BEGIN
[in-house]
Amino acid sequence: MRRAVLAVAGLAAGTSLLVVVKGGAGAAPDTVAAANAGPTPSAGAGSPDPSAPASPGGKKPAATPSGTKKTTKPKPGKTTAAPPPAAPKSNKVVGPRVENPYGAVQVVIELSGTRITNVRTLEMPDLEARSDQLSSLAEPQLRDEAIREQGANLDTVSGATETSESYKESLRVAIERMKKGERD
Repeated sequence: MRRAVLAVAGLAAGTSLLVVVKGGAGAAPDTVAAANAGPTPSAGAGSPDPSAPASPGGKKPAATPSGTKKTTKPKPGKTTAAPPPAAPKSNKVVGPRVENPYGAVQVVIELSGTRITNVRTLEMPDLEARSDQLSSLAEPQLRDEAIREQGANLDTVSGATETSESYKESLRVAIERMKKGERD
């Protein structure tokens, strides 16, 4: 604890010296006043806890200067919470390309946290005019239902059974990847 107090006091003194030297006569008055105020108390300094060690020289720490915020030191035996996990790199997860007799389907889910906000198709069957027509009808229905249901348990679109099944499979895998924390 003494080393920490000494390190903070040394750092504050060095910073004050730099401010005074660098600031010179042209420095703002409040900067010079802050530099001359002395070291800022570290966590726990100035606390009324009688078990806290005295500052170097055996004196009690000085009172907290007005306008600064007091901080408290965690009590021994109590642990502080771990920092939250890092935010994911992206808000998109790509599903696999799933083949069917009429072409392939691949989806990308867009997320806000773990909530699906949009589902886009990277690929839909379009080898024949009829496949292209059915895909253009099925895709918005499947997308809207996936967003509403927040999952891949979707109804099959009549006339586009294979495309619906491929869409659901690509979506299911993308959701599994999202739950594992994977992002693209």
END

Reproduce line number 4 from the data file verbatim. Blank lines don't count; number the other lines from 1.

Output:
């Protein structure tokens, strides 16, 4: 604890010296006043806890200067919470390309946290005019239902059974990847 107090006091003194030297006569008055105020108390300094060690020289720490915020030191035996996990790199997860007799389907889910906000198709069957027509009808229905249901348990679109099944499979895998924390 003494080393920490000494390190903070040394750092504050060095910073004050730099401010005074660098600031010179042209420095703002409040900067010079802050530099001359002395070291800022570290966590726990100035606390009324009688078990806290005295500052170097055996004196009690000085009172907290007005306008600064007091901080408290965690009590021994109590642990502080771990920092939250890092935010994911992206808000998109790509599903696999799933083949069917009429072409392939691949989806990308867009997320806000773990909530699906949009589902886009990277690929839909379009080898024949009829496949292209059915895909253009099925895709918005499947997308809207996936967003509403927040999952891949979707109804099959009549006339586009294979495309619906491929869409659901690509979506299911993308959701599994999202739950594992994977992002693209």